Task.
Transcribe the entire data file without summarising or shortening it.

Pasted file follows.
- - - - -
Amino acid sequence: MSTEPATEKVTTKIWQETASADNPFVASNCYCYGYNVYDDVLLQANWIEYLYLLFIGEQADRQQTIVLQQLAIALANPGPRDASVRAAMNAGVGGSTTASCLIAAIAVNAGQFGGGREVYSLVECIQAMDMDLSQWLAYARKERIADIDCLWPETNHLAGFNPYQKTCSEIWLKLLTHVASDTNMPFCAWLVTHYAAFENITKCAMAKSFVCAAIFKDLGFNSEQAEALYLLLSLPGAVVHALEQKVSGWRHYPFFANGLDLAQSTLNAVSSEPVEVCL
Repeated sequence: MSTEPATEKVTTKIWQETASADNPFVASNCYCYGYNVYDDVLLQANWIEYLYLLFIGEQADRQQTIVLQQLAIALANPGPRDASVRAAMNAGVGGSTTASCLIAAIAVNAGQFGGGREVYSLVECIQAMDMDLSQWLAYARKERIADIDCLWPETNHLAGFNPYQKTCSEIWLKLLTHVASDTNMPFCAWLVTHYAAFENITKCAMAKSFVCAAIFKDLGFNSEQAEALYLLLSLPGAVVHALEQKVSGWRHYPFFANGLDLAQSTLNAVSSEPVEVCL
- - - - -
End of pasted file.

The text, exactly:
Amino acid sequence: MSTEPATEKVTTKIWQETASADNPFVASNCYCYGYNVYDDVLLQANWIEYLYLLFIGEQADRQQTIVLQQLAIALANPGPRDASVRAAMNAGVGGSTTASCLIAAIAVNAGQFGGGREVYSLVECIQAMDMDLSQWLAYARKERIADIDCLWPETNHLAGFNPYQKTCSEIWLKLLTHVASDTNMPFCAWLVTHYAAFENITKCAMAKSFVCAAIFKDLGFNSEQAEALYLLLSLPGAVVHALEQKVSGWRHYPFFANGLDLAQSTLNAVSSEPVEVCL
Repeated sequence: MSTEPATEKVTTKIWQETASADNPFVASNCYCYGYNVYDDVLLQANWIEYLYLLFIGEQADRQQTIVLQQLAIALANPGPRDASVRAAMNAGVGGSTTASCLIAAIAVNAGQFGGGREVYSLVECIQAMDMDLSQWLAYARKERIADIDCLWPETNHLAGFNPYQKTCSEIWLKLLTHVASDTNMPFCAWLVTHYAAFENITKCAMAKSFVCAAIFKDLGFNSEQAEALYLLLSLPGAVVHALEQKVSGWRHYPFFANGLDLAQSTLNAVSSEPVEVCL